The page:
(Don Turner, Nevada Firearms Coalition) – As one of the people directly named in the public records request of the Attorney regarding Ballot Initiative One (Question 1), I wanted to share the history behind and why it would make a great case study in how NOT to propose and enact legislation. It was first proposed as a “mental health bill” in the Nevada 2013 legislative session, but during the session, it morphed into a “universal background check” that was patterned after similar bills promoted and paid for by NYC Michael Bloomberg in Oregon and Washington.
After failing to enact this bill at a national level, Mr. Bloomberg decided the only way to get his goals accomplished to establish a national gun registry was state by state. Having been opposed by Nevada Sheriffs in 2013 as UNENFORCEABLE and vetoed by the Governor, whose veto was not overridden in 2015, it was decided by Bloomberg’s Nevada consultants that a ballot initiative was the only way to get this done. So in 2015, ballot signature gatherers were bussed in from Oregon, Washington, and other places to solicit the necessary signatures for a ballot initiative that was the same language of the failed 2013 bill that was UNENFORCEABLE. Over a million dollars was spent to obtain these signatures, and it was certified by the Secretary of State for the 2016 general election ballot.
Also in 2015, the legislature amended NRS 202.254 that allowed for voluntary background checks between firearms sellers, to provide this service with no charge. Under state law, it is already a felony for a prohibited possessor to have possession of a firearm and a crime for a person to knowingly give a firearm to a prohibited possessor.
When the ballot initiative was placed on the ballot, gun rights activists in Nevada formed the Nevadans for State Gun Rights PAC to oppose this UNENFORCEABLE initiative. Working with the NRA-ILA, the public was warned about the unenforceability of this bill and its impact upon citizen rights. The bill was marketed as a cheap and easy to “keep bad guys from getting guns,” which in fact was not a problem. A “freedom of information” request to Clark County DA Wolfson (a supporter of Q 1) revealed that in 2013 and 2014, ZERO prosecutions were made against people giving guns to “bad guys.”
If there was no documented problem with good guys giving bad guys guns, then what was so important about this legislation that caused Michael Bloomberg to spend over 20 million dollars (money that could have been better spent for the Saint Jude’s Children Center or other needy charities) to get this legislation passed? Looking at the details of the bill, the answer is readily apparent. Gun owners could only transfer firearms if they did the transaction by taking their gun to federal firearms dealer, having it put on their store inventory, and record the sale on federal form 4473, and then transferred from the dealer to the receiver. By federal law, these forms stay with the dealer. There were, however, bills introduced in Congress to have this date placed in a national database. Using elementary logic, it is safe to assume that the reason for the “universal background check” was not to prevent good guys from giving bad guys guns, but to set up a national gun registry.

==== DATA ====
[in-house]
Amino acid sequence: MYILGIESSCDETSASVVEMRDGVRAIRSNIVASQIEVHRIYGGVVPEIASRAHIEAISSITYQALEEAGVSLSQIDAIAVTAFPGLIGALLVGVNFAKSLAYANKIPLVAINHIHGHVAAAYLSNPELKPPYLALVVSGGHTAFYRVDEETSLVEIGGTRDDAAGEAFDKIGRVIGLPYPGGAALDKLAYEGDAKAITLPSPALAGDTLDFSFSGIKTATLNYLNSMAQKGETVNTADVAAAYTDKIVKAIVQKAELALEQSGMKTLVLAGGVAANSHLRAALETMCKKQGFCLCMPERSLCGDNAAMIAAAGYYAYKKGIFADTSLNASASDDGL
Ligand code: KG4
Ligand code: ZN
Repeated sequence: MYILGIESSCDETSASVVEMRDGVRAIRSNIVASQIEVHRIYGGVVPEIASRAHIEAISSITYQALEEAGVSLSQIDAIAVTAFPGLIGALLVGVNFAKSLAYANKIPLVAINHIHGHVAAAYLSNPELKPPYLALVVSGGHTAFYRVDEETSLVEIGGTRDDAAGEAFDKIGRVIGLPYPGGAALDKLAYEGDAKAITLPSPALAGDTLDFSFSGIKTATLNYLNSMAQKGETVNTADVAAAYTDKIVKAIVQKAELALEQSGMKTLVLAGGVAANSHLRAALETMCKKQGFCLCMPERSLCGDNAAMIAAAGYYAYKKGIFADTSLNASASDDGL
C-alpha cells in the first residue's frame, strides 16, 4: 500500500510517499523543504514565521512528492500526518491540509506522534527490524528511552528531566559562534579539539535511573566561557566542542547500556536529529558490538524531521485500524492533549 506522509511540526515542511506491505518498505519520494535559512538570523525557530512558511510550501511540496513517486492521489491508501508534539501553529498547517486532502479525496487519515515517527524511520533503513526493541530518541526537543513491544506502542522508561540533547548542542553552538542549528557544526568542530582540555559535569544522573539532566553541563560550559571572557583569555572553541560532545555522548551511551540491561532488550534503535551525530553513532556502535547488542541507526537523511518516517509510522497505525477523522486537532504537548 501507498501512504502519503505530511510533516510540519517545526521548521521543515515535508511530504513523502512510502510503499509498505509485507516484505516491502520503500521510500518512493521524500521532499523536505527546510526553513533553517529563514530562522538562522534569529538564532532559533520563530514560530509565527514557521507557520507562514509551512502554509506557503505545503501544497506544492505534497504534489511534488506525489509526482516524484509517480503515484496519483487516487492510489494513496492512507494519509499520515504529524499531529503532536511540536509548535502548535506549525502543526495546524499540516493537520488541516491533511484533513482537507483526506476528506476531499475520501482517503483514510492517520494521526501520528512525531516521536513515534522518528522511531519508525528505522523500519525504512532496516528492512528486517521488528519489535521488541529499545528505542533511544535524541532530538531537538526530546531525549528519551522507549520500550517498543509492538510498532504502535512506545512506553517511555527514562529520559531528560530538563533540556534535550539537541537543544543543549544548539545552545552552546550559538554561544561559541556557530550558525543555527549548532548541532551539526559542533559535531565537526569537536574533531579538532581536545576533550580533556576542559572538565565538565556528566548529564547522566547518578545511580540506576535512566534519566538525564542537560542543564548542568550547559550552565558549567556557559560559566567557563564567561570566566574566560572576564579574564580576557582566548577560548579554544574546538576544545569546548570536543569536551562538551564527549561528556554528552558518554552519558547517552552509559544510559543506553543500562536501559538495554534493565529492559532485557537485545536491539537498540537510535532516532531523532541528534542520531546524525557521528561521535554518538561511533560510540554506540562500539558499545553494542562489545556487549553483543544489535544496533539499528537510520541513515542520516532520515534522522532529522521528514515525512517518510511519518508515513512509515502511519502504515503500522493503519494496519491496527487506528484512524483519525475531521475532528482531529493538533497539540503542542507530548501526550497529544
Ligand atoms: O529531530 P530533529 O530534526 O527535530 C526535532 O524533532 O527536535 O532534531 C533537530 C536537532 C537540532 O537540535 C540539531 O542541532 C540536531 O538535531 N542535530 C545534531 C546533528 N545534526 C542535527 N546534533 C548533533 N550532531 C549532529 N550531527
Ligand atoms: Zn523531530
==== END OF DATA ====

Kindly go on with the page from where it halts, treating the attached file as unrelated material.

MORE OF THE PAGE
The problem with this strategy in Nevada, was that when the Brady Act was passed, each state had to decide if they wanted to maintain their own criminal history database and have background checks done through their state database (point of contact), or just let the dealers do the checks direct through the National Instant Check System (NICS). Thirteen states including Nevada decided to do their own background checks and also check the NICS system before authorizing a retail transfer of a firearm. The rest of the states went direct from the dealer to NICS. In fact, the states that use their own database are a more comprehensive background check than the NICS database because it includes state crimes that put criminals on the prohibited possessor list. In plain language, it is more accurate and more responsive to the voters of Nevada.
The question then is “why did the Bloomberg initiative require NICS direct and not use the state system?” There are two possible answers: Ignorance, OR to avoid the Nevada system. By avoiding the Nevada system, they avoided having to tell the voters that Nevada charges $25.00 for a background check, thereby making it appear that Q 1 was free. As Q 1 only passed by less than 10,000 votes, the assumption is that they wanted to avoid a fiscal impact that would create voter resistance. Another consequence was by completely rewriting NRS 202.254 with Q 1 the ability for citizens to do voluntary background checks was eliminated.
During the time frame leading up to the voting, all by one Nevada Sheriff and the State Attorney General kept telling everyone that Q 1 was UNENFORCEABLE. Now that the initiative passed and the FBI told the state that Nevada is a point of contact state and they will only accept background checks from the state, and the law says that background checks can only be done through dealers via NICS direct, the backers of Q 1 are blaming everyone except themselves for the UNENFORCEABILITY of the new law. They were told over and over and over and over again that the Initiative and the law was UNENFORCEABLE all the way back to 2013. They have a problem they created and it can’t be touched for three years. In the meantime, the good citizens of Nevada no longer can run voluntary background checks if they want to sell their guns. Now they are claiming some kind of conspiracy because they failed.
This is just one of the many reasons why citizen participation in our government is essential. The Nevada Firearms Coalition and its PAC continue to have a full-time legislative presence to ensure that both sides of the conversation are represented as new laws are being considered and discussed.